The enormously talented and exuberant Mr. Chocolate, Jacques Torres of Jacques Torres Chocolate, has had a career rich with many firsts, lovingly wrapped in chocolate. (World-class pastry chef, Dean of Pastry Arts at the French Culinary Institute, James Beard Foundation Award Winner, TV host, author, humble chocolatier, to name a few.)
Why chocolate? “Chocolate is a magical product, the food of gods and lovers,” he says.
When asked: What is the best training to follow to become a chocolatier?
He answers: “Education trains your mind. Practice trains your hands. You have to be willing to make lots of mistakes and that will undoubtedly lead to many discoveries. Work in the best quality places—start where you want to end up.”
And: What advice do you have for someone looking to follow your footsteps?
He responds: “Work hard, stay late, arrive early, never compromise on quality, try to learn from the people who are already in the profession and are having success, ask questions, listen to the answers.
You must have passion for this business. You can’t learn to have passion. You either have it or you don’t. Don’t get into this business unless you have that passion. If you do, then the long hours and hard work won’t matter to you.
Always stay positive. Your mind has great power. If you continually think positive thoughts, you will be more likely to succeed. Never let those around you know when you’re stressed or tired. Take control of your emotions by focusing on the good.”
According to a 2009 Forbes article, Jacques Torres Chocolate, launched in 2000, today comprises 50+ employees, two factories and five retail stores in New York, Atlantic City and Michigan, while pulling in $10 million in revenue in 2008, up 43% from 2007.
Forbes further reports: “That’s some tasty growth in a crowded $16 billion industry, especially at the high end where Torres plays. Small gourmet shops have caught fire in the last decade. About a dozen niche chocolatiers have popped up in New York City in the last five years. Even Hersey has piled on: spending $60 million to acquire Joseph Schmidt Confections and Scharffen Berger Chocolate Maker, two San Francisco chocolatiers, and a year later, scooping up Dagoba Organic Chocolate in Portland, Ore.”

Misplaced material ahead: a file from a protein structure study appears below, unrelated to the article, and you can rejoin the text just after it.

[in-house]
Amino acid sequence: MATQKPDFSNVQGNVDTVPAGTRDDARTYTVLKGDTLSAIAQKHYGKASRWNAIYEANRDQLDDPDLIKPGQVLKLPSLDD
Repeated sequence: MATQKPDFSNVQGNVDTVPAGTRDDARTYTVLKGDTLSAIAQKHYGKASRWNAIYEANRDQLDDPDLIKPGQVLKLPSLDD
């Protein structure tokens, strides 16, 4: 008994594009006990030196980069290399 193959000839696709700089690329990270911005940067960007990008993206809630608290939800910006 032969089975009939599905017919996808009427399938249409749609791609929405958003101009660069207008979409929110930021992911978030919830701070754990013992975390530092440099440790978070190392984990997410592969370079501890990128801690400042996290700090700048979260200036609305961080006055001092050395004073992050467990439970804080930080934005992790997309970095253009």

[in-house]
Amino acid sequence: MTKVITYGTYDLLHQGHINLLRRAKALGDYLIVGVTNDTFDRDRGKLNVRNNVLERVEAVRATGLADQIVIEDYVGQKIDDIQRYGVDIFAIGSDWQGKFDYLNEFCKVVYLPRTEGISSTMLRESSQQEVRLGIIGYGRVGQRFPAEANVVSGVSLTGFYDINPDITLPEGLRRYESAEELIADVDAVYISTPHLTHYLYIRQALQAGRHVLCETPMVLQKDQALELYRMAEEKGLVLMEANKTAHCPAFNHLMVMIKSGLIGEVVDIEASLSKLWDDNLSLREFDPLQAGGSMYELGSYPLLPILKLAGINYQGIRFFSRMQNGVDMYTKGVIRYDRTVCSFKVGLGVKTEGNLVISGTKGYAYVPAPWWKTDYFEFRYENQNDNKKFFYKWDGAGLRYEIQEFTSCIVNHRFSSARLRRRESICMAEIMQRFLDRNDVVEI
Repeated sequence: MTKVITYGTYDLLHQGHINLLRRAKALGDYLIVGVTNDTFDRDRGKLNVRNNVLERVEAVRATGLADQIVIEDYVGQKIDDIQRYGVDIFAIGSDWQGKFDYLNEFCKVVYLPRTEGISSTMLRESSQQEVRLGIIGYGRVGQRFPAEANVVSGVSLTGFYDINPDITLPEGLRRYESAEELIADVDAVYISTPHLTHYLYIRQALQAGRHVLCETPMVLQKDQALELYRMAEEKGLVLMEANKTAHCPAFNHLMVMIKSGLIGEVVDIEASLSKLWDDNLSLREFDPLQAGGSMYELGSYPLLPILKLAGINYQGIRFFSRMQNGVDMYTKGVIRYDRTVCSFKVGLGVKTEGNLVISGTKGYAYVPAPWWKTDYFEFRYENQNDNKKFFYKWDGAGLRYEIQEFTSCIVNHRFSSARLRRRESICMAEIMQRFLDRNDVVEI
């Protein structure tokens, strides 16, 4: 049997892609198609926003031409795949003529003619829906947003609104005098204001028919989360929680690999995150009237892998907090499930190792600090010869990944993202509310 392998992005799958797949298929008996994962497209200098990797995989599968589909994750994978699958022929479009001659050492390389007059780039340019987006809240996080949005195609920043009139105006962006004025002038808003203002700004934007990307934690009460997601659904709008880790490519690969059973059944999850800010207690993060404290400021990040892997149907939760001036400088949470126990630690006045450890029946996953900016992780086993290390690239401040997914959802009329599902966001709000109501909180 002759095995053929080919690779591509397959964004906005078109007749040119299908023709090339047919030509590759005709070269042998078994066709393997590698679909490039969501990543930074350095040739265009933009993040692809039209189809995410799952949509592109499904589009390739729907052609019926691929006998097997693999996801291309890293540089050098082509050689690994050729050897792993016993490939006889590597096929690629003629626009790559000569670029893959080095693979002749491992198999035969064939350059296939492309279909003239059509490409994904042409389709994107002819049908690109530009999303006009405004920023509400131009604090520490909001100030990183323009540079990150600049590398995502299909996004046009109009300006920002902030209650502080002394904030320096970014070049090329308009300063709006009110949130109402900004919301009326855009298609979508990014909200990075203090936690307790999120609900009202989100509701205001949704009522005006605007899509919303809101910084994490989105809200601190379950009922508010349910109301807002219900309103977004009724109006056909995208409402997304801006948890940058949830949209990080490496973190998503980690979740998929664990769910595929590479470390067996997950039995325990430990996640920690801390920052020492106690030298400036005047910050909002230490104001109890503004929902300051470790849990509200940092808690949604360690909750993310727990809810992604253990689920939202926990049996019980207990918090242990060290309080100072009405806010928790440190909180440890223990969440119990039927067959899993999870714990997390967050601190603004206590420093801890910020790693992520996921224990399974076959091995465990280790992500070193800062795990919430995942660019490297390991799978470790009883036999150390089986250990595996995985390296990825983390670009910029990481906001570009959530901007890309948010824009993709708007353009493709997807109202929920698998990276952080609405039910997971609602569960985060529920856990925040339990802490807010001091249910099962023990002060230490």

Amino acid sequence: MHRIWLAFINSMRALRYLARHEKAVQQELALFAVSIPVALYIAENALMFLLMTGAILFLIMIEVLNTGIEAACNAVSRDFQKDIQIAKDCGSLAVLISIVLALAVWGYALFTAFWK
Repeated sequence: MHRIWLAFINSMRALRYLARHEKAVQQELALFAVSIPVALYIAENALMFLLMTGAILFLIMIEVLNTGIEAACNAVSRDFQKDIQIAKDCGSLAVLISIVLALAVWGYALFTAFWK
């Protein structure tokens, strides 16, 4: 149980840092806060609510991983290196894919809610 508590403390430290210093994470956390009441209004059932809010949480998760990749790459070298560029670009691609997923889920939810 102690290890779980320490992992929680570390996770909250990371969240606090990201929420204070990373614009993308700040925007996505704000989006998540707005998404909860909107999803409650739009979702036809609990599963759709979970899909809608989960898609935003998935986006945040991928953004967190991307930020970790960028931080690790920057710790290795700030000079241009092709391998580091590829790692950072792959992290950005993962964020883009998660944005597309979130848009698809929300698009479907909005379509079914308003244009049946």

If you think the sweet smell of chocolate is calling your name toward pastry arts school, it is only a matter of finding a place to learn.
Matters Of Fact:
- Many Americans believe that chocolate has a positive influence of their psychological and physical well-being — 52% say chocolate boosts morale and 46% say it revitalizes them.
- New advertising messages suggest that chocolate is heart-healthy (especially on Valentine’s day).
- When people say they’d kill for a chocolate bar, they don’t actually mean what they say: strictly speaking, an addict may kill for a fix but chocoholics experience a craving — not an addiction.
- Video game makers have developed a series of chocolatier adventures with sweet success similar to the Farmville experience.
- The Lindt chocolate company has annual sales of $2.1 billion. The Barry Callebaut company has annual sales of $3.5 billion.